Electrolux officials said Friday that they expect a recovering housing market in North America to lift appliance sales in 2013, as the Swedish appliance maker battles ongoing economic struggles in Europe.
Jack Truong, CEO of Charlotte-based Electrolux North America, said the company is gaining momentum as it seeks to gain market share in the U.S. Its main rivals are companies such as Whirlpool, the world’s largest appliance manufacturer.
“We see that the overall market in 2013 should be better than 2012,” Truong said from his office in the University City area. “It can be led by the continuing strong new home construction.”
For the fourth quarter 2012, Electrolux’s revenue in North America rose 18 percent, to more than $1.1 billion, compared with the same period last year. That was in spite of a slightly weaker overall market, which saw a 2 percent decline in total shipments of core appliances in North America.
The company has been investing heavily in advertising, with a new marketing campaign and commercials that have been in regular rotation on television. Truong said they’re having an impact.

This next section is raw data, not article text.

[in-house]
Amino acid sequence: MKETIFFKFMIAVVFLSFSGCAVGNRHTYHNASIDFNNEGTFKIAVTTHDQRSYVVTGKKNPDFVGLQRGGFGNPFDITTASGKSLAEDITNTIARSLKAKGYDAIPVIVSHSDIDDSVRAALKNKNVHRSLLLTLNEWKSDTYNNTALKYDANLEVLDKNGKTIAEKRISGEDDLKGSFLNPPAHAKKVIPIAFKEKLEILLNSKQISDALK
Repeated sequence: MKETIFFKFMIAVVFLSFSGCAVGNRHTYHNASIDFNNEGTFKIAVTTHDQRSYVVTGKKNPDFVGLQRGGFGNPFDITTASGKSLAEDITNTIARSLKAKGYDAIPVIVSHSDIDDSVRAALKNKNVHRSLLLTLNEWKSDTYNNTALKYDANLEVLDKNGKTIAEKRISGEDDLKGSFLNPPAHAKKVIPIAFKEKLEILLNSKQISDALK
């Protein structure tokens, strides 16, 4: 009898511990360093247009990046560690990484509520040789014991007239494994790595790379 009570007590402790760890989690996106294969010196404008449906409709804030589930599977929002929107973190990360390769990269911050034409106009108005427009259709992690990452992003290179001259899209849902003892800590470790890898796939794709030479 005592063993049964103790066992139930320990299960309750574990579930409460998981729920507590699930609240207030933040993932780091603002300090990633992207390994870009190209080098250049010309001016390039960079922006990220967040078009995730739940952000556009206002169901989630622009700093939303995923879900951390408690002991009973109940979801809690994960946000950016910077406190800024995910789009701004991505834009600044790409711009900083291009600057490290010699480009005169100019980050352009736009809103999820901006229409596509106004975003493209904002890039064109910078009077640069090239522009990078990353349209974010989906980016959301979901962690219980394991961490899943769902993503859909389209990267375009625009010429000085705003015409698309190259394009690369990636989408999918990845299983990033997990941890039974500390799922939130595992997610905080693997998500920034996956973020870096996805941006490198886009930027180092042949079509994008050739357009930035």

Economic turmoil in Europe continued to hurt the company, as sales fell about 5.5 percent in its European, Middle Eastern and African markets. Sales in North and South America have grown to 50 percent of the company’s revenue, up from 35 percent five years ago.
“We continue to build very strong momentum for our sales in North America,” said Truong. The company said it was both able to sell more appliances in North America and increase prices for the quarters.
Companywide sales were up 3 percent, to $4.7 billion in the fourth quarter. Profits more than tripled, to just under $189 million.
For the full year in 2012, the company’s total sales climbed 8 percent, to $17.6 billion, and profits rose 62 percent, to $558 million.
Electrolux now has about 780 employees at its North American headquarters in Charlotte, Truong said. The company is still hiring for about 80 open positions, including engineering, finance, sales, marketing and other corporate functions.
Truong said the focus for 2013 will be on launching new products, such as a line of energy-efficient top-loading washing machines, and on marketing the company’s existing products to consumers.
He said pent-up demand from people who have put off replacing appliances and new home sales should stimulate appliance sales, even if the overall economic growth rate stays slow.
“If the economy really grows on top of that, that’s great,” said Truong. “But it’s not something in our business plan we really focused on.”